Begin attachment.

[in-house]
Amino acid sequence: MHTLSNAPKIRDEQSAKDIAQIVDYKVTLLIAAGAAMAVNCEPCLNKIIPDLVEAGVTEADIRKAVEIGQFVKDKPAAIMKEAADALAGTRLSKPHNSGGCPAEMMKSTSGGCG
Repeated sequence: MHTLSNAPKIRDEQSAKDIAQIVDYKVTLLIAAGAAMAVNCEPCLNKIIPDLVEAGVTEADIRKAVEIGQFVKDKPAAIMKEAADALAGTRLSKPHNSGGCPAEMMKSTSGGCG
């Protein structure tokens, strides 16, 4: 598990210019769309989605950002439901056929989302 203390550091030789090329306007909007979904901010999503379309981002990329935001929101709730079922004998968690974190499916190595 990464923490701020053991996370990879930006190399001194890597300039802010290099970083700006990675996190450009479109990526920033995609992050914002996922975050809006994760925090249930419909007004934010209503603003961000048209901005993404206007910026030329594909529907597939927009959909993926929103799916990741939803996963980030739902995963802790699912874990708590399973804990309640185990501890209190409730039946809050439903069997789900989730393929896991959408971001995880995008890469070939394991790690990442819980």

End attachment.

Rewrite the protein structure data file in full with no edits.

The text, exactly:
[in-house]
Amino acid sequence: MHTLSNAPKIRDEQSAKDIAQIVDYKVTLLIAAGAAMAVNCEPCLNKIIPDLVEAGVTEADIRKAVEIGQFVKDKPAAIMKEAADALAGTRLSKPHNSGGCPAEMMKSTSGGCG
Repeated sequence: MHTLSNAPKIRDEQSAKDIAQIVDYKVTLLIAAGAAMAVNCEPCLNKIIPDLVEAGVTEADIRKAVEIGQFVKDKPAAIMKEAADALAGTRLSKPHNSGGCPAEMMKSTSGGCG
């Protein structure tokens, strides 16, 4: 598990210019769309989605950002439901056929989302 203390550091030789090329306007909007979904901010999503379309981002990329935001929101709730079922004998968690974190499916190595 990464923490701020053991996370990879930006190399001194890597300039802010290099970083700006990675996190450009479109990526920033995609992050914002996922975050809006994760925090249930419909007004934010209503603003961000048209901005993404206007910026030329594909529907597939927009959909993926929103799916990741939803996963980030739902995963802790699912874990708590399973804990309640185990501890209190409730039946809050439903069997789900989730393929896991959408971001995880995008890469070939394991790690990442819980």